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Soccer-watching vs Sleep

Soccer-watching vs Sleep

13/6/18

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So you got the much-anticipated soccer games’ schedule marked on your calendar yet? Have you scheduled some rest time?

Our bodies have a natural body clock that tells us when we feel tired and when we feel awake and alert. Staying up late means we are throwing off our body clock, which could lead to health risks.

  • Weight gain. Sleep loss (5 hours of sleep or less) alters hormonal levels (ghrelin and leptin) which could stimulate appetite.1
  • High blood pressure. Insufficient sleep leads to significant increases in blood pressure at night.2

Diehard soccer fans, however, may deem such health risks inevitable and necessary. If that’s the case, here are some ways to help reset your body clock.

1. Light Exposure

Exposure to light in the morning tells your body that it is time to wake up. By the same token, keeping your bedroom dimly-lit or dark at night would help you fall asleep.

2. Sleep Schedule
Establish a strict sleep routine. Wake up at the same time every day, irrespective of what time you went to bed the previous night. Stay awake until your scheduled sleep time.

3. Fast
It is suggested that a 16-hour fast can help fix your body clock. Have an early dinner, then fast for 16 hours until breakfast the next morning. When your sleep schedule is back in sync, stick to a regular eating schedule.1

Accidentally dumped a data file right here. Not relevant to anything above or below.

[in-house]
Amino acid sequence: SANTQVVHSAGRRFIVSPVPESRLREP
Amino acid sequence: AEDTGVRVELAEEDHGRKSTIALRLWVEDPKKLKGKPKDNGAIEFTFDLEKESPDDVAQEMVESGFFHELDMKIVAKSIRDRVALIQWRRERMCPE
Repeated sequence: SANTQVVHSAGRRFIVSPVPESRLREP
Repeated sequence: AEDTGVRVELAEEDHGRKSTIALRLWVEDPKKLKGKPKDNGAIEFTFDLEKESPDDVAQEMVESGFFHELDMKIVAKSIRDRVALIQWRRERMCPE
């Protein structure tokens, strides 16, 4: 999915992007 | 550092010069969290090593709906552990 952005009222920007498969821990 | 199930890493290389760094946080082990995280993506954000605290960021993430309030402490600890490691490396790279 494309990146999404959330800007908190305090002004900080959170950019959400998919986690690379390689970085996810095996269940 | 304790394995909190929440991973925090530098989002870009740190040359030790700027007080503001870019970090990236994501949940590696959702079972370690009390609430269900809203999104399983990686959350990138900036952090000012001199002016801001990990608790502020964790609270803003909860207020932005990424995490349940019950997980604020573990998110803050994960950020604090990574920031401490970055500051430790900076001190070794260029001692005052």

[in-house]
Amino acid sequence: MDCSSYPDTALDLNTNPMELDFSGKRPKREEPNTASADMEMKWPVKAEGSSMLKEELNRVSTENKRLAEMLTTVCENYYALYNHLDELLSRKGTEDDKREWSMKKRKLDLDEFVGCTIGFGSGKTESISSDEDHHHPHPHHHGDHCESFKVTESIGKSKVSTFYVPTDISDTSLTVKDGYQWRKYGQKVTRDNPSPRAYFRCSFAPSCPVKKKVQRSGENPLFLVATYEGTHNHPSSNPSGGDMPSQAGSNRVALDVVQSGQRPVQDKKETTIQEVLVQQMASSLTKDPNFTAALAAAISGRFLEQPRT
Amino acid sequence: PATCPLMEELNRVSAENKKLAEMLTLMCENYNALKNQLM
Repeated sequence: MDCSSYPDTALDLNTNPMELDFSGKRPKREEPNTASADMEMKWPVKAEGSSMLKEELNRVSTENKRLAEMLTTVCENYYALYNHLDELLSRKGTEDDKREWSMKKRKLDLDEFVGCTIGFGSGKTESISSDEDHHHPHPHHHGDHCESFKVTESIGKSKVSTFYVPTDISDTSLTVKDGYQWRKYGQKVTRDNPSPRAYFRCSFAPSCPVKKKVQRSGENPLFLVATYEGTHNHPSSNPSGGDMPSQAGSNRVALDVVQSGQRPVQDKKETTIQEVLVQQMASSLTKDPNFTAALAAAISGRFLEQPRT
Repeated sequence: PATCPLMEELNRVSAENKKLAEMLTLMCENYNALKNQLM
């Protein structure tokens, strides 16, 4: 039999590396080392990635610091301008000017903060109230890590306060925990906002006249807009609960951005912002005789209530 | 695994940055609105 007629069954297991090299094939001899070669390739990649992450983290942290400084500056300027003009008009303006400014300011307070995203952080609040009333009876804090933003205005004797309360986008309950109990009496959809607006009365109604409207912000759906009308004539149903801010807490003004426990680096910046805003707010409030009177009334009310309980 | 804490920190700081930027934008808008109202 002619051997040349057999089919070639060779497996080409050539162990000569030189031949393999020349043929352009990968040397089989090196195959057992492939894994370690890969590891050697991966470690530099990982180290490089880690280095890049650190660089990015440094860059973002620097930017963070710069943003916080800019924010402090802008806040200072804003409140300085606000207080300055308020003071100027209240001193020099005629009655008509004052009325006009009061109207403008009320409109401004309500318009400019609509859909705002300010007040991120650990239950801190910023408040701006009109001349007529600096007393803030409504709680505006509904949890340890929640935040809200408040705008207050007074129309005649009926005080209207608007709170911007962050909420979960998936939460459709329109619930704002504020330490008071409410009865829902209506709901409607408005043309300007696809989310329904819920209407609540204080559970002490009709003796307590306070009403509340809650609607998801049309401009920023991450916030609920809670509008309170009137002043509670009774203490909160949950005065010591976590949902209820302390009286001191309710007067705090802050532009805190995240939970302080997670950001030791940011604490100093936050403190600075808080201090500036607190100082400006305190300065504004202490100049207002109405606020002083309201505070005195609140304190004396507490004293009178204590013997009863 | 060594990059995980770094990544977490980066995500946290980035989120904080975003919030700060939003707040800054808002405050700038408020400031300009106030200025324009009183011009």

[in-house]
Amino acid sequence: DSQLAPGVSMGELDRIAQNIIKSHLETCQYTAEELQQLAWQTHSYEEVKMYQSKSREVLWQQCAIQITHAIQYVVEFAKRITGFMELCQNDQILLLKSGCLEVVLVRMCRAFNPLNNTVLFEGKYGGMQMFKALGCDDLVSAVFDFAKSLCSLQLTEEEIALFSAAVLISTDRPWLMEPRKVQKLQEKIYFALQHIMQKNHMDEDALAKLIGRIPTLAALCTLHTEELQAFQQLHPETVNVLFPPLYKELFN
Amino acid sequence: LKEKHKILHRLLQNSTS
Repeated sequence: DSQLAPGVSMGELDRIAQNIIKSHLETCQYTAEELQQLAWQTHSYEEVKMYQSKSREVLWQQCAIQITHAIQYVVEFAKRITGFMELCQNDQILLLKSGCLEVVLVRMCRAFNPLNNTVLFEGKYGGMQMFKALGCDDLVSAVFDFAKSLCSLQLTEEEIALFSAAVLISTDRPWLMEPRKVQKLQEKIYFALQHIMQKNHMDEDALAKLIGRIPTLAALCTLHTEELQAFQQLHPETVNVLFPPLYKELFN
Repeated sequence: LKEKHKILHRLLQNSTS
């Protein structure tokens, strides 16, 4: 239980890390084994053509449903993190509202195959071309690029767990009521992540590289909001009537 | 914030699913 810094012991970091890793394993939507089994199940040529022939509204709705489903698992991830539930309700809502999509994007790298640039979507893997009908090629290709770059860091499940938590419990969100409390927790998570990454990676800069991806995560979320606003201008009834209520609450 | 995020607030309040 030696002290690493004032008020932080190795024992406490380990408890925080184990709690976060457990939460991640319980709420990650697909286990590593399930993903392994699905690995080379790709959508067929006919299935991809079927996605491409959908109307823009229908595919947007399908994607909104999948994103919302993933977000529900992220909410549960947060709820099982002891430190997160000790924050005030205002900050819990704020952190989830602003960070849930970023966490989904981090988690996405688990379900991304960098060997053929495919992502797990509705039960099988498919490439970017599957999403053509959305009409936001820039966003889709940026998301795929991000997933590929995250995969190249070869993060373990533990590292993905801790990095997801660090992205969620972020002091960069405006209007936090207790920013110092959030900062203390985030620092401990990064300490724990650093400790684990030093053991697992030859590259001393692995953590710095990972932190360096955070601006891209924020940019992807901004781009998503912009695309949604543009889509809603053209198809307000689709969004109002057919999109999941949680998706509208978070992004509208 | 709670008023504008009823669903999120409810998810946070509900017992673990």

For soccer fans, nothing beats watching the matches live. But do keep in mind that your health is just as important. Why not score a goal by striking a balance between sleep and supporting your favorite teams?

 

 

Sources

  1. https://www.prevention.com/health/a20451465/how-sleep-deprivation-hurts-your-health/
  2. https://news.northwestern.edu/stories/2018/april/night-owls-have-higher-risk-of-dying-sooner/

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© Cigna 2018

Information provided in this article is intended for health and fitness purposes only and is not intended for use in the diagnosis of disease or other conditions, or in the cure, mitigation, treatment or prevention of disease (see Terms & Conditions for details). Any health-related information found in this article is available only for your interest and should not be treated as medical advice. Users should seek any medical advice from a physician, especially before self-diagnosing any ailment or embarking on any new lifestyle or exercise regime. Any information contained in this article may not be suitable, accurate, complete or reliable. Cigna accepts no responsibility for the content or accuracy of information contained on external websites or resources, or for the security and safety of using them. "Cigna" and the "Tree of Life" logo are registered trademarks of Cigna Intellectual Property, Inc. in the United States and elsewhere, licensed for use. All products and services are provided by or through operating subsidiaries, and not by Cigna Corporation.


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